Behold The NEXTEC Dustbuster

After waiting 24 hours, the adhesive should be fully cured. First the clamp holding the trimmed Dustbuster body to the NEXTEC battery compartment was removed. Then the screws holding the two halves together were removed. Finally the big moment: try to pull the two halves apart. If they were accidentally glued shut, it’ll be difficult to put all the components back inside the case.

With a soft pop, they opened up. The pieces that we’d want to stay together stayed together, and the parts that we want to separate separated. Whew!

Successful SPlit

From there it was straightforward to reinstall all the necessary components back in. Then the soldering iron was warmed up to make the electrical connections. The new wires are thicker gauge than the original wires, but it makes sense to upgrade the wires due to the increased battery voltage.

Assemble internals.jpg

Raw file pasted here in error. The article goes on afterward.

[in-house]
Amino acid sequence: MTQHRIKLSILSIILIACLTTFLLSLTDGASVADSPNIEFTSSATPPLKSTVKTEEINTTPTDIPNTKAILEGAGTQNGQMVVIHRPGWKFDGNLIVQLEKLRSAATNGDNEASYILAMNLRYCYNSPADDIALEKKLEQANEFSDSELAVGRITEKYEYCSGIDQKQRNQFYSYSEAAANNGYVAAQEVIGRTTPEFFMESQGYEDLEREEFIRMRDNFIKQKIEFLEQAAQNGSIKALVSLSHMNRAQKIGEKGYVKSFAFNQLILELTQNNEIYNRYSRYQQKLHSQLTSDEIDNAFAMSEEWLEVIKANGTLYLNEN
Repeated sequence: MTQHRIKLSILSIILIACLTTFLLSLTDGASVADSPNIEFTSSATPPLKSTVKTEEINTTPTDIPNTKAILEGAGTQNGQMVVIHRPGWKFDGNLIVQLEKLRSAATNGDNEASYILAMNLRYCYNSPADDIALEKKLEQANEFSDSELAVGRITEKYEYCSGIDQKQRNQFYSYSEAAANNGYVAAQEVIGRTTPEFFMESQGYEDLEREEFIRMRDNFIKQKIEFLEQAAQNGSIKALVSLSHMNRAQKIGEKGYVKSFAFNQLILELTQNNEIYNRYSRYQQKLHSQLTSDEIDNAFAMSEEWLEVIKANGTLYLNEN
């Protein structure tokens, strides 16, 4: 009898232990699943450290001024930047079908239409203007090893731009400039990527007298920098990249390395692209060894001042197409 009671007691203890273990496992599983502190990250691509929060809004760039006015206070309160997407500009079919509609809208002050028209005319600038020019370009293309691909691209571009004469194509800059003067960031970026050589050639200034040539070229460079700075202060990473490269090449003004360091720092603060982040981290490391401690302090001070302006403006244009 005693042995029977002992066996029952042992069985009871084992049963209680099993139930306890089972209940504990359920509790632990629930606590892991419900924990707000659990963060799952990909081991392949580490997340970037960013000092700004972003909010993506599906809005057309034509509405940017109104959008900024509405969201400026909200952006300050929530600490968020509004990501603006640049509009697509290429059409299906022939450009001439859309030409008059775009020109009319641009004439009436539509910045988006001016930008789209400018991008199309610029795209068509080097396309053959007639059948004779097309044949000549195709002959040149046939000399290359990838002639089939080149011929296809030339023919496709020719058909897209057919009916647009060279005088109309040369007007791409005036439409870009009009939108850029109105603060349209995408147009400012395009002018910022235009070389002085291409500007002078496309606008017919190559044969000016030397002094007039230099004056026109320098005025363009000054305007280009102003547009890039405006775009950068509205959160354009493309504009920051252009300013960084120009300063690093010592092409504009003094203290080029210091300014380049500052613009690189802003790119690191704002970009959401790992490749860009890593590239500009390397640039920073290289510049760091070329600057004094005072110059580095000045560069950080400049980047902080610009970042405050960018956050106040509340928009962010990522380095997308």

As a cleanup task, the former charging port’s connection to the motor frame were severed. This avoids any accidental charging of the new lithium battery pack at nickel cadmium battery voltages. We’re keeping the charging connector plate solely for cosmetic reason of not leaving an empty hole in the bottom of the enclosure.

Before putting the two halves back together, it was wise to perform a quick test with the battery to verify the switch functioned and the motor is turning in the correct direction. The final step is to put the two halves back together and reinstall all the screws.

NEXTEC Dustbuster

This old Black & Decker Dustbuster is now powered by the Sears Craftsman NEXTEC battery system. It is definitely far more powerful than a week ago on weakened Ni-Cad battery cells. And likely far more powerful than when it was new. It may even be more powerful than its modern successors, as a search indicated they are running on two-cell lithium-ion batteries instead of our three-cell upgrade.

This concludes a fun upgrade project with a practical end result.

(Cross-posted to Hackaday.io)

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